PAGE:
February 10, 2021 Ice Safety And Survival
NO ICE should ever be considered as SAFE ICE. Lifesaving Resources encourages the public to be cautious when fishing, skating, skiing, or snowmobiling on frozen ponds. And, just as important, the public should know what to do and be prepared in the event of an emergency.
Every year, a number of people drown while venturing out onto the ice in an attempt to save their pets that have fallen through the ice. Keep your pets under control and off the ice.
In the event your pet or a person falls through the ice, immediately call or direct someone to call the emergency services and only attempt a shore-based rescue by throwing something or extending something to the victim from the safety of the shore or solid ice.
How Thick Should Ice Be?
Before venturing out onto the ice take the time to assess the thickness, integrity, and consistency of the ice. But, be aware that ice does not freeze evenly across a body of water. The ice might be 4” in one location, but only 2” a short distance away. Moving water, partially or fully submerged objects (i.e. tree branches or rocks), fish and birds, are all going to impact the integrity of the ice.
At least 4” of new, clear and hard ice is required to support a single person for walking, skating, skiing, or ice fishing, and groups require 5” – 6” of new, clear, hard ice.
At least 5” – 6” of new, clear and hard ice is required to support a snowmobile. At least 8” – 12” of new, clear and hard ice is required to support a car or small pick-up truck, and at least 12” – 15” of new, clear and hard ice is required to support a full-sized pick-up truck.
Equipment To Make Walking On Ice Safer
When venturing out onto the ice carry a pea-less plastic whistle that can be used in the event of an emergency to signal others. A pea-less design is preferred as it can get wet and even be fully immersed in water. But, after emptying the water out, it will work effectively.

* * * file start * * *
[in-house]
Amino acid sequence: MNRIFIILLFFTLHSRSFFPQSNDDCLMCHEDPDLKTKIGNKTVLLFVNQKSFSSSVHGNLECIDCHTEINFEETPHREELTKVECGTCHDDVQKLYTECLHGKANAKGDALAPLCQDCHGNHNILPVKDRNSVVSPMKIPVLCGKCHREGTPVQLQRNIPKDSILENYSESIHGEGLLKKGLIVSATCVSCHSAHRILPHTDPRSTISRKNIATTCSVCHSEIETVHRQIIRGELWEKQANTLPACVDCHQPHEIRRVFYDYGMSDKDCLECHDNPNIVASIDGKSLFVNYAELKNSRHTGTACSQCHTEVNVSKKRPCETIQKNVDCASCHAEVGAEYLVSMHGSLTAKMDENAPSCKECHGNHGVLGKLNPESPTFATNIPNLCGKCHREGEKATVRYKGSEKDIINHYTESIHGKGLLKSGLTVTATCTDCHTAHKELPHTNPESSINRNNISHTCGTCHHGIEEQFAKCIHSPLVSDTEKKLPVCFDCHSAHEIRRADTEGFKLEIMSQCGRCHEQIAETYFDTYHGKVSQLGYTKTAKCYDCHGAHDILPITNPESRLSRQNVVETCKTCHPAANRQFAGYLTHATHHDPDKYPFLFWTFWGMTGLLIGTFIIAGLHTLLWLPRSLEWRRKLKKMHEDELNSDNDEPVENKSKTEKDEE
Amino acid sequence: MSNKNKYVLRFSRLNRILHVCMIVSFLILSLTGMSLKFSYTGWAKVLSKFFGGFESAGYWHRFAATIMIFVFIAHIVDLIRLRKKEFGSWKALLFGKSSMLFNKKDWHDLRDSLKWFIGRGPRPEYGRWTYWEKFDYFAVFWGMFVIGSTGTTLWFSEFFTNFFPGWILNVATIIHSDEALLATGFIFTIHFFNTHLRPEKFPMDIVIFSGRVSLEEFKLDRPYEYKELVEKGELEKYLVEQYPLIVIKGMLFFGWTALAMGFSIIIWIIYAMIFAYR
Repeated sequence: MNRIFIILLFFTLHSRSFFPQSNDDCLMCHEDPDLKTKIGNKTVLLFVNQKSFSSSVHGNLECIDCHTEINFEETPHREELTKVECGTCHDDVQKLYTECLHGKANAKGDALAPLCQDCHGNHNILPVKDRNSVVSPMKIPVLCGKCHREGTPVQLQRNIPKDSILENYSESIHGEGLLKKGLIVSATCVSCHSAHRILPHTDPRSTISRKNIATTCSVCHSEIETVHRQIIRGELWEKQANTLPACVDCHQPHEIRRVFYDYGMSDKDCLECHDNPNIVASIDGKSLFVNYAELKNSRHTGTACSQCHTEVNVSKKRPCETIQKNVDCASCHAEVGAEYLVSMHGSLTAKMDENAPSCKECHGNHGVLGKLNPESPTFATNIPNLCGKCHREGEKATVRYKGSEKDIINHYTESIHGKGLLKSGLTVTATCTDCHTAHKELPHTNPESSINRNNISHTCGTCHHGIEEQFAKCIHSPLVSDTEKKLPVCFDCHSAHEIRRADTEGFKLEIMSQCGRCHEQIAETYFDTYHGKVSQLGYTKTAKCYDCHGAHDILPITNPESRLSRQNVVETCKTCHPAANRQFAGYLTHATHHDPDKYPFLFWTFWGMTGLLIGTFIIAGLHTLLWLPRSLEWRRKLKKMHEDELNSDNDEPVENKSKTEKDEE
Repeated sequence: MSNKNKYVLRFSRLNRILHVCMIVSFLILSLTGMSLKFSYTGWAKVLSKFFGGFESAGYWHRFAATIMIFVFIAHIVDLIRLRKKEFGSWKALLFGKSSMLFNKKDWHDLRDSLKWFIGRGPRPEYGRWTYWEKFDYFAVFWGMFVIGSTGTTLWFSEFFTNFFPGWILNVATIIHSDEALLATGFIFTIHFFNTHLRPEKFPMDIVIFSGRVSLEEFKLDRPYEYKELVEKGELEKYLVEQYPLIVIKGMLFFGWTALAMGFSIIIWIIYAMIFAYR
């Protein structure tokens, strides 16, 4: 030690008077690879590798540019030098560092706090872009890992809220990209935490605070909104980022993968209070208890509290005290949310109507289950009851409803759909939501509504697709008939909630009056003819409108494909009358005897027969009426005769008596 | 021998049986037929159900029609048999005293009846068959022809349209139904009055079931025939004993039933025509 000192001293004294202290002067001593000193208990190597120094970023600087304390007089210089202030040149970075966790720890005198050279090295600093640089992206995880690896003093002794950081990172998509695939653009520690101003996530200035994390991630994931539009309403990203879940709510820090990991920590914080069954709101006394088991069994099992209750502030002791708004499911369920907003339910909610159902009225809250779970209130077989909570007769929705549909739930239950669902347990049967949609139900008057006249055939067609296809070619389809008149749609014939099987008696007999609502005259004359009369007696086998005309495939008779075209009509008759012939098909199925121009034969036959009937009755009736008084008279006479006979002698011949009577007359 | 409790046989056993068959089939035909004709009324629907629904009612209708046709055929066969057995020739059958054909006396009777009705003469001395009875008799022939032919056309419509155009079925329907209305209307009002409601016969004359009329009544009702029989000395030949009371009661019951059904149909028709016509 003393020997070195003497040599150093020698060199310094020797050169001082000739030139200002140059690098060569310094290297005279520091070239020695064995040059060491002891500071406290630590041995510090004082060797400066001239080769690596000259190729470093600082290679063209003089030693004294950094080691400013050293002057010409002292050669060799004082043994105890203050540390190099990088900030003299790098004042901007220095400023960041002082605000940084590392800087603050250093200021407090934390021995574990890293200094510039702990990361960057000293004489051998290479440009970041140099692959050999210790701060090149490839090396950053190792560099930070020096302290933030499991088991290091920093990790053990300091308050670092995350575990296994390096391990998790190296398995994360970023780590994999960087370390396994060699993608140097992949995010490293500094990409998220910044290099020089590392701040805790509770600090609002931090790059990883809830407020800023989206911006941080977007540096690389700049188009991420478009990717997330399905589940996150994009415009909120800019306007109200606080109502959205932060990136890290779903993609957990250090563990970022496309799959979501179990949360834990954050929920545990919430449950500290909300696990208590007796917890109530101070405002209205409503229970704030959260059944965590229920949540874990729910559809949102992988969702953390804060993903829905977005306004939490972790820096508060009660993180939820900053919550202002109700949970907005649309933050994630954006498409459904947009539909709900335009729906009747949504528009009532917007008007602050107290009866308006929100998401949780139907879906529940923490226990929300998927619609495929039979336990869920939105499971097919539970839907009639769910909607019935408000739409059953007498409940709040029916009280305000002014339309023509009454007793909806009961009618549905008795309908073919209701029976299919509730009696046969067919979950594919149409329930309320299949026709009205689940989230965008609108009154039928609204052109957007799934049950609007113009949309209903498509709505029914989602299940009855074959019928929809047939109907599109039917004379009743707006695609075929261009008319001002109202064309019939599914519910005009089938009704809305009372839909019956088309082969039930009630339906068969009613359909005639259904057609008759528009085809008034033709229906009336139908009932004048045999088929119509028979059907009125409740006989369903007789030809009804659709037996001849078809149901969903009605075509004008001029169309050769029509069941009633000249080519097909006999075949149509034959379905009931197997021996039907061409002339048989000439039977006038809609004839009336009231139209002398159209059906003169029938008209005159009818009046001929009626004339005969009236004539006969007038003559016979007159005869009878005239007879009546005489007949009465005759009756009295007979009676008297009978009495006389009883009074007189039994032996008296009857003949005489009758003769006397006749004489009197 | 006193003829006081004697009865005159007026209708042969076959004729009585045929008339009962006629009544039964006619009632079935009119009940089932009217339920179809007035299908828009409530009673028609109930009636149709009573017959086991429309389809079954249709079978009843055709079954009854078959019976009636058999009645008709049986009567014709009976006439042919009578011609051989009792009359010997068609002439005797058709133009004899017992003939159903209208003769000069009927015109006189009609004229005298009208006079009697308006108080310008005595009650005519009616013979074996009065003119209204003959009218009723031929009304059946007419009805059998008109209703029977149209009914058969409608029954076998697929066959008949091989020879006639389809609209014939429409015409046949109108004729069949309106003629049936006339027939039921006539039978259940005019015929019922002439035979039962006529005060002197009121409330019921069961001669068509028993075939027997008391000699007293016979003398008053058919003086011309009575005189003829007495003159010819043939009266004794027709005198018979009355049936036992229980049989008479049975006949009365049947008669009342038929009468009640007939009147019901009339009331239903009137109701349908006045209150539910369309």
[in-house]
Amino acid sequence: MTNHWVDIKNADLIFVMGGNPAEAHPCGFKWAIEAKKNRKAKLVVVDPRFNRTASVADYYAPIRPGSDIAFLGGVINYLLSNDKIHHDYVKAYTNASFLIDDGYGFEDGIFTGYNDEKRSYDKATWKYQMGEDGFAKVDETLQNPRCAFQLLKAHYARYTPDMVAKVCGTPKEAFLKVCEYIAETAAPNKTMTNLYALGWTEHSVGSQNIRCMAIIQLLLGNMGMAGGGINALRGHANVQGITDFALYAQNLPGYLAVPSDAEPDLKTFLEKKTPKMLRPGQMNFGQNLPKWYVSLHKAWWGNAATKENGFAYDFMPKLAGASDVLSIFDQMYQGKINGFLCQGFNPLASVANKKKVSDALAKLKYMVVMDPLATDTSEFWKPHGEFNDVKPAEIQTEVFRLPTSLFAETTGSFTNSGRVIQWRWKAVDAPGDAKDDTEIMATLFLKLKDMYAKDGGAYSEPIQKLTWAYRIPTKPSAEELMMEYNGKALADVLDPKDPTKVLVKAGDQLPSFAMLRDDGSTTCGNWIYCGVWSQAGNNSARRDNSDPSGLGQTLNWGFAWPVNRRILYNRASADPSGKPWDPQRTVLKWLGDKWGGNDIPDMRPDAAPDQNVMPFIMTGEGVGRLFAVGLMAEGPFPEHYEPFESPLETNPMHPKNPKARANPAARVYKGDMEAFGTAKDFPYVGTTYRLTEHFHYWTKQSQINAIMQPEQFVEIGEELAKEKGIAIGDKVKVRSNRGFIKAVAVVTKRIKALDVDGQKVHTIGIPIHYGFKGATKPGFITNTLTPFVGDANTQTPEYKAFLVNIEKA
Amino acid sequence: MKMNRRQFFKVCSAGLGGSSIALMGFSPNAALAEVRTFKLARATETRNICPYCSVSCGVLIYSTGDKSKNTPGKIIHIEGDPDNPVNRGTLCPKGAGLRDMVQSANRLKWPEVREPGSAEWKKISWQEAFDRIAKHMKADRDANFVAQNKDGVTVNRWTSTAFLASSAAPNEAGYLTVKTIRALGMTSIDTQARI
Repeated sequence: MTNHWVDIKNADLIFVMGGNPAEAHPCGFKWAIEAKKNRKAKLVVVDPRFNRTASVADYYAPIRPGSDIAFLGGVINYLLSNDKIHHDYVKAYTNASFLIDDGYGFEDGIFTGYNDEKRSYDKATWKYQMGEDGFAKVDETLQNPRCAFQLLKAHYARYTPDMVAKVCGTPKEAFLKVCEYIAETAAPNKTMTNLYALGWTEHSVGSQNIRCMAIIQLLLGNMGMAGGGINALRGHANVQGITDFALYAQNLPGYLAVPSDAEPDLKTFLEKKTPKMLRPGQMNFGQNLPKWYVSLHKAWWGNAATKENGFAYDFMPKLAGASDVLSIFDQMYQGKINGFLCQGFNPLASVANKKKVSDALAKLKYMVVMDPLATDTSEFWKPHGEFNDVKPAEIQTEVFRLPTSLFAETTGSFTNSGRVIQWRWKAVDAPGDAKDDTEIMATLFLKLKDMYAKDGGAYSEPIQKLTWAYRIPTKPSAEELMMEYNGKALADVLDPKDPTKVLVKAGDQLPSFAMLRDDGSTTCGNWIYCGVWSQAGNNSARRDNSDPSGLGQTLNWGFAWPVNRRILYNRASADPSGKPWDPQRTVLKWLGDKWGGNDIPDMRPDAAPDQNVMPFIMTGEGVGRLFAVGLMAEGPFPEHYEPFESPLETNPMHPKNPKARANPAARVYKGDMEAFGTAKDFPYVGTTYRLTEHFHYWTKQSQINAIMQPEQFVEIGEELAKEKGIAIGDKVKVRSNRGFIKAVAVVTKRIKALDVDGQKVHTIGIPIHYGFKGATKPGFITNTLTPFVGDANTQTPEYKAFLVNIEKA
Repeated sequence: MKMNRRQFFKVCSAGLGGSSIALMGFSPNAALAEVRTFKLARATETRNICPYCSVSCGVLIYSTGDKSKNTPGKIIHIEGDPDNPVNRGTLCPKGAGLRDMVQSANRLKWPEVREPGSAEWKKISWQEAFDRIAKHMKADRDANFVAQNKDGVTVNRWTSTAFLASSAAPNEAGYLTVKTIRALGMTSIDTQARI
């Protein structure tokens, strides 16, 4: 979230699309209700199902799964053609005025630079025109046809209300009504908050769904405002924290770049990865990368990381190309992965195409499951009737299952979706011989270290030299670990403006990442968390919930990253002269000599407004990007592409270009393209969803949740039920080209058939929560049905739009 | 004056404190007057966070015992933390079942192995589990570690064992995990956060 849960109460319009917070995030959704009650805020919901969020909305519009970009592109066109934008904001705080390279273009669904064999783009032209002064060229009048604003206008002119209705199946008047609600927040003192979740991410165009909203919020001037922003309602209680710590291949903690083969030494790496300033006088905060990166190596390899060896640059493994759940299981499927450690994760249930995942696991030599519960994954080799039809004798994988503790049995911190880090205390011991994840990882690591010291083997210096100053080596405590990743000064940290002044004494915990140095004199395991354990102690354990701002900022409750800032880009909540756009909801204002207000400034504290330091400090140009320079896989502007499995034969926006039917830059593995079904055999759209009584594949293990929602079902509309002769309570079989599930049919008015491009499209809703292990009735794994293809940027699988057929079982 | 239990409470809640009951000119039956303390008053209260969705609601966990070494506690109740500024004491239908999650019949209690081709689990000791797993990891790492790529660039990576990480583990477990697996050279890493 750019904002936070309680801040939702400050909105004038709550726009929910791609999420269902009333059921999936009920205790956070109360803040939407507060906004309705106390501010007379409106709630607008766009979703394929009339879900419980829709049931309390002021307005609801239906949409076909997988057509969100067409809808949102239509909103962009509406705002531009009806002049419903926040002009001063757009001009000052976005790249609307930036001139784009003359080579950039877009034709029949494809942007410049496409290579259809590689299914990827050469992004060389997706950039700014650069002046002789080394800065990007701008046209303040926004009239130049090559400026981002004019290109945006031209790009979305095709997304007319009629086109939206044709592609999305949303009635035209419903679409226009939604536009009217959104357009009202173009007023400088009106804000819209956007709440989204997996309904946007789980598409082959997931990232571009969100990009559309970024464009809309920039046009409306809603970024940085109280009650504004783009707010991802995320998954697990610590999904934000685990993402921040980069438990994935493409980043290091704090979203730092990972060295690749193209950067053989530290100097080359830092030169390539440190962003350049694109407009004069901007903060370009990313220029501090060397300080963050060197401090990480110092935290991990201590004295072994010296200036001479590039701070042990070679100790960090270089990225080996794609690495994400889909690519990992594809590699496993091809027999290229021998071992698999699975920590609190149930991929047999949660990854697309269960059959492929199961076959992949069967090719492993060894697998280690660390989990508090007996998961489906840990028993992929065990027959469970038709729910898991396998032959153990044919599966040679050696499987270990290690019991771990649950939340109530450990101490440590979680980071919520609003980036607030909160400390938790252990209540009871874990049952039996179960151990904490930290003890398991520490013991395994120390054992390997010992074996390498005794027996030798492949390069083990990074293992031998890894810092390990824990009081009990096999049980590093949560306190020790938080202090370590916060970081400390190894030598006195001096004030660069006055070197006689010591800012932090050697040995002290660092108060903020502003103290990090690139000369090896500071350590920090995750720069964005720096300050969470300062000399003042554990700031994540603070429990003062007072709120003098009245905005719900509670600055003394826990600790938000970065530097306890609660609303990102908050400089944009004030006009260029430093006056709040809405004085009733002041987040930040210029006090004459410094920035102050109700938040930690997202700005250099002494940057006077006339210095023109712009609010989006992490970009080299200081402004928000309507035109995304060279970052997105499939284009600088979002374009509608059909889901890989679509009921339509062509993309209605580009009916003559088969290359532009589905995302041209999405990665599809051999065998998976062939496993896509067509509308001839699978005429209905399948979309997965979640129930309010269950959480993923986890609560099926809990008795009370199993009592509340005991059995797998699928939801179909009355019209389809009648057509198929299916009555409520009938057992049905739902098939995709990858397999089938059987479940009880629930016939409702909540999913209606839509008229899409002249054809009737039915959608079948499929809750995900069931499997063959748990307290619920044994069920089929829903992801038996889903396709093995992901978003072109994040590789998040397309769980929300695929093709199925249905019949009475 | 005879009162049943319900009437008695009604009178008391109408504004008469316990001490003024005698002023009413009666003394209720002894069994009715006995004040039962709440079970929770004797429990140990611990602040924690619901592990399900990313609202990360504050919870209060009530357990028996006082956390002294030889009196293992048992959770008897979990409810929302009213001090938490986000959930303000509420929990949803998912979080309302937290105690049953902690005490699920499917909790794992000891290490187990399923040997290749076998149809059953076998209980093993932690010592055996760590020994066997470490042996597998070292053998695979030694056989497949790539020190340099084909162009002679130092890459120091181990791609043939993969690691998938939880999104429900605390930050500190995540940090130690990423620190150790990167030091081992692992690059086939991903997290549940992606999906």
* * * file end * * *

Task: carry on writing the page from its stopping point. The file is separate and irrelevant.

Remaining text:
Also, carry ice picks that can be used to pull yourself out of the water and back onto solid ice in the event of a fall-through.
Consider purchasing and wearing a float-coat or anti-exposure coveralls when out on the ice.
These items are Personal Flotation Devices (PFDs) that are designed to keep you warm and dry when on the ice; and, they provide buoyancy and extended hypothermia protection in the event of a fall-through into the water. A float-coat or anti-exposure coveralls would be especially useful for ice fisherman and snowmobilers.
What To Do If You Fall Through Ice
In the event you fall through the ice, immediately cover your mouth and nose with your gloved hand in order to prevent you from gasping and aspirating cold water into your mouth and airway. Don’t panic! You need to concentrate on getting your breathing under control so you don’t hyperventilate. Just take slow, even, and full breaths.
Do not remove your clothing. Your clothing will actually trap air and will provide you with a degree of buoyancy to help you stay afloat. And, your clothes will help insulate you from the cold water.
It is important that you take immediate and deliberate steps to self-rescue yourself. Turn back in the direction you came from and extricate yourself onto that section of the ice as it was strong enough to support you prior to your fall-through.
Kick your feet out behind you in order to get your body horizontal in the water. Then, continue kicking with your legs and swim up onto the ice. Place your elbows on the ice shelf and let the water drain out of your clothes.
If you have ice picks, use them to pull yourself out onto the ice using short choppy strokes. Do not extend your arm fully as you drive the pick into the ice. Again, just short choppy strokes are needed to pull you out.
If you don’t have picks, then just slowly pull your body up onto the ice shelf with your arms while kicking your feet for propulsion and to keep your body horizontal.
Once out onto the ice, stay horizontal and roll away from the hole until you are on solid enough ice to crawl and then walk away. Once off the ice, seek immediate shelter to dry off and warm up.
The 1-10-1 Rule
We advocate the principle of the 1-10-1 Rule. Upon entering the cold water, you have 1-minute to get your breathing under control. You have 10-minutes of meaningful movement of your arms and legs to perform a self-rescue before your muscles stiffen up from the cold. And, you have 1-hour before losing consciousness due to hypothermia.
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